In my neighborhood, spring has taken to the rooftops.  The students from the college down the hill are up on the roofs of their rentals, soaking in the rays, while at the corner house, guys in big boots are stomping around tearing off shingles and flinging them to the ground.  Both groups have  their music playing, competing with the birds who have lost their heads in the heat, the green, the abundance of bugs and worms so early.  

It is, officially, the mildest winter Cleveland has ever had.  It’s warmer here than in Arizona, where the Indians are in spring training (those guys never catch a break!)   It’s so warm that I’ve started weeding.  In my front garden, the one I stare at from the window while I wait for the right words, I uncovered a soporific toad.  In keeping with the records-theme, he was the biggest I’ve ever seen.  Extravagantly hideous, the color of wet stone and rotten leaves, encrusted with warts, his feet  tapering into sharp, fang-like points.   His eyes were slits and he didn’t bother to open them as I admired, then addressed him.   Regal despot, he ignored me completely. 

Not so the little red salamander living among the lilies.  He was a flinch-y, flick-y sort.    Both of them made me wish  a girl or two still lived here, so I could shout, “Come see!”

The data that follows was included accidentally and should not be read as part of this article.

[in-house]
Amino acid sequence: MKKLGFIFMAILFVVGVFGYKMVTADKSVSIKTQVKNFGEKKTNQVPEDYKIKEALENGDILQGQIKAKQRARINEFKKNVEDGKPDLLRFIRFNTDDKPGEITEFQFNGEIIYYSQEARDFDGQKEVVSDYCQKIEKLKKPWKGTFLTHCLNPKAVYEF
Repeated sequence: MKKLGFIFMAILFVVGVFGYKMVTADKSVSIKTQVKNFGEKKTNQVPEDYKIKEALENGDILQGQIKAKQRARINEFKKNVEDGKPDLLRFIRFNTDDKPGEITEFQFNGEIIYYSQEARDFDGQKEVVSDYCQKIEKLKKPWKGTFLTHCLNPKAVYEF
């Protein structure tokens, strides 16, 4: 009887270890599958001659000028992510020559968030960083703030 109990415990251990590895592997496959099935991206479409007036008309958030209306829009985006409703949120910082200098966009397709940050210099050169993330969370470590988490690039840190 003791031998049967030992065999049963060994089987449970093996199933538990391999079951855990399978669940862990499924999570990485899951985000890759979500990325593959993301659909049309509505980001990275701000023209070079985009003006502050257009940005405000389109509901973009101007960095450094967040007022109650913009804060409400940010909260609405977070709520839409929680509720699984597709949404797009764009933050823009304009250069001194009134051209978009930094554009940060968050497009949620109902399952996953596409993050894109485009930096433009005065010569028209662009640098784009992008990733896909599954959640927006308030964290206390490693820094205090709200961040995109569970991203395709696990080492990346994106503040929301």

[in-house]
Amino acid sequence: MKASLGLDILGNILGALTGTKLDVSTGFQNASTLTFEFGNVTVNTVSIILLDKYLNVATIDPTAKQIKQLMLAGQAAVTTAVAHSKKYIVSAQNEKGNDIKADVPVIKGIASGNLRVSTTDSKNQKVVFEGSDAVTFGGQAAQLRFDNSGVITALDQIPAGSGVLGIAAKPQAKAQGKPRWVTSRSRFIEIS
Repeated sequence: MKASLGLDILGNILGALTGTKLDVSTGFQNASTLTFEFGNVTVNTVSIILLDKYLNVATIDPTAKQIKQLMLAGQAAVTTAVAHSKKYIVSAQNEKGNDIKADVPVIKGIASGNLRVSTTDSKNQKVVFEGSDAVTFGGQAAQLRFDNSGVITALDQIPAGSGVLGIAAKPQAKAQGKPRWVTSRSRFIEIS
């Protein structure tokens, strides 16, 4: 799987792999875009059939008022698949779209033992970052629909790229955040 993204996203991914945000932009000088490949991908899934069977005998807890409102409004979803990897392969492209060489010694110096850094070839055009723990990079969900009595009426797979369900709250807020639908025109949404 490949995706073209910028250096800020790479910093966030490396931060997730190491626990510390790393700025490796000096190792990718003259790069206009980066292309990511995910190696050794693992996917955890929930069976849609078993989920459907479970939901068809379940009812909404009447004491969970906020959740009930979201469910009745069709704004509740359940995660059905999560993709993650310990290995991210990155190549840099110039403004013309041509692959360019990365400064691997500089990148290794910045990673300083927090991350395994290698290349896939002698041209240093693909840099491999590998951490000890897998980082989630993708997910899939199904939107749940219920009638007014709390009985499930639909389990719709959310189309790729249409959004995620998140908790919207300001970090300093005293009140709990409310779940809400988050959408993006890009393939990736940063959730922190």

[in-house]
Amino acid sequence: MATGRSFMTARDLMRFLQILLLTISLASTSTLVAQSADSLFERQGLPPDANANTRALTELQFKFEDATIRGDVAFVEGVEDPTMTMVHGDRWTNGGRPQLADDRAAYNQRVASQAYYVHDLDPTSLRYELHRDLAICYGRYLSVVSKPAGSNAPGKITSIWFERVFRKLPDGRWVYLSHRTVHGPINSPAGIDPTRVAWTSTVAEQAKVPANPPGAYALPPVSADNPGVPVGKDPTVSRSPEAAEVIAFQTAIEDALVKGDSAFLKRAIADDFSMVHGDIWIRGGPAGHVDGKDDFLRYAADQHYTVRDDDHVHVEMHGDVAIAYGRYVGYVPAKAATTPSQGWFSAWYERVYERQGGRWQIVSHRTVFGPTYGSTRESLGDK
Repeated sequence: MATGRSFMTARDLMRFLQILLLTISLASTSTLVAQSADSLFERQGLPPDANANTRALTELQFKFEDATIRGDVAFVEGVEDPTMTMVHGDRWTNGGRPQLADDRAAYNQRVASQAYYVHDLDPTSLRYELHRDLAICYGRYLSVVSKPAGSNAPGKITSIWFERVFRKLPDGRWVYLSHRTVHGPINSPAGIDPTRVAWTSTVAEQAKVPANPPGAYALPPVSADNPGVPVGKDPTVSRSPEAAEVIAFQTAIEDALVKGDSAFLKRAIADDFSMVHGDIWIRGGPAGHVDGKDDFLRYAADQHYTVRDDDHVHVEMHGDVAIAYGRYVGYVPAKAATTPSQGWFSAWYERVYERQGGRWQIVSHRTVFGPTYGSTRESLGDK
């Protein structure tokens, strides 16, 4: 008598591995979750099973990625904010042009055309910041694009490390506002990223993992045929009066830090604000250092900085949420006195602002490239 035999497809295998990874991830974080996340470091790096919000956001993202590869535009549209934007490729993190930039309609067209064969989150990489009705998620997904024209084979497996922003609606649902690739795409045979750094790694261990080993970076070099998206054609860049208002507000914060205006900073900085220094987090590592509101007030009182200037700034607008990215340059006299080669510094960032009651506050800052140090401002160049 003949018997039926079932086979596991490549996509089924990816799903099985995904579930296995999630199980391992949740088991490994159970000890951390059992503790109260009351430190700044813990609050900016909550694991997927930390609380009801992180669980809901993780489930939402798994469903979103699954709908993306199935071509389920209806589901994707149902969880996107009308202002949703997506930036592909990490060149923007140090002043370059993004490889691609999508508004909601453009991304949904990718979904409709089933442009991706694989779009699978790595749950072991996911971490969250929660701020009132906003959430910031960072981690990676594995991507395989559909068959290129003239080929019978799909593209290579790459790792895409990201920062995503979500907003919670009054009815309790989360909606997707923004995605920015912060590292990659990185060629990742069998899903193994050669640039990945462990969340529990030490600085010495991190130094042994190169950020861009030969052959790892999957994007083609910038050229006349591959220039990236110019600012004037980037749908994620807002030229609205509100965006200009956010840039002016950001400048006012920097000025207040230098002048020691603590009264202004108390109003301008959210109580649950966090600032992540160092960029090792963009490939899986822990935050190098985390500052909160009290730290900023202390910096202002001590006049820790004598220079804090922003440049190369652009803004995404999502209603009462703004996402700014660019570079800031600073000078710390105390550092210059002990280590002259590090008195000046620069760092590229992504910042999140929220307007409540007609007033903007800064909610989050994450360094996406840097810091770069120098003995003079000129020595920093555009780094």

I used to feel you were supposed to earn  spring, but  bah.   Spring in the air, spring on the ground, spring spring all around.  And at night, Jupiter and Venus are twin lamps shining–yes–brighter than I ever remember seeing them.


Speaking of the wonders of Cleveland, here’s a wonderful, witty essay about the city, family and loyalty by my friend Mary Norris.


Tomorrow we are off to New York, to visit my brothers, sisters and nieces, and then our two east-coast daughters.  We’ll see a play, the Cindy Sherman exhibit at MoMA (her every photo a story waiting to be told) and maybe visit the Frick, where my husband’s favorite painting in the world, “St. Francis in Ecstasy”, is back on exhibit after being  restored.  I’m hoping all the work I should be doing will kindly keep its voice down, and not nag too loudly.